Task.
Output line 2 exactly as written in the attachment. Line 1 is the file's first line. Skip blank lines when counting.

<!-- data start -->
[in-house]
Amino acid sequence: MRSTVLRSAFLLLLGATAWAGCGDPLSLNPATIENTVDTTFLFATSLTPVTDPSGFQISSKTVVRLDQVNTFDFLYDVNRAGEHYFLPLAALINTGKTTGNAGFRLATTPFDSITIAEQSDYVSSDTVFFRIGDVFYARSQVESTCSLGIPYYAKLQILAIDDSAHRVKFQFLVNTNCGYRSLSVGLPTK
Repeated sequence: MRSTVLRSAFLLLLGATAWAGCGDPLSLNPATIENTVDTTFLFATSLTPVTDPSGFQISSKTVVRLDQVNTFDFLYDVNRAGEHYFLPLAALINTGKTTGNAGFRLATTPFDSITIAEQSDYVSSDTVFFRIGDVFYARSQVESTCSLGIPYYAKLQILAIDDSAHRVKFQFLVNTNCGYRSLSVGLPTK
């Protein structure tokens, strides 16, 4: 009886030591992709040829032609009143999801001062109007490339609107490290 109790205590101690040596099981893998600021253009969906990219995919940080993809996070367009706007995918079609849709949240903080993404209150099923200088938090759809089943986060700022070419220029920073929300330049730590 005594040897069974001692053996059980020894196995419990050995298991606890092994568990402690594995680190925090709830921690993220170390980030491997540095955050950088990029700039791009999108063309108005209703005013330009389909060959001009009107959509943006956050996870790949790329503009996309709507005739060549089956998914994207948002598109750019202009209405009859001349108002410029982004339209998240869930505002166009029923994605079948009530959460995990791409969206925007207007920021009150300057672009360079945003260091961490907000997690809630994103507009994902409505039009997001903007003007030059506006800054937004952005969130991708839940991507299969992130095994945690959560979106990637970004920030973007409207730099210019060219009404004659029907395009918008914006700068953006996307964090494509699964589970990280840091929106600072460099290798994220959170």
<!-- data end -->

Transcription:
Amino acid sequence: MRSTVLRSAFLLLLGATAWAGCGDPLSLNPATIENTVDTTFLFATSLTPVTDPSGFQISSKTVVRLDQVNTFDFLYDVNRAGEHYFLPLAALINTGKTTGNAGFRLATTPFDSITIAEQSDYVSSDTVFFRIGDVFYARSQVESTCSLGIPYYAKLQILAIDDSAHRVKFQFLVNTNCGYRSLSVGLPTK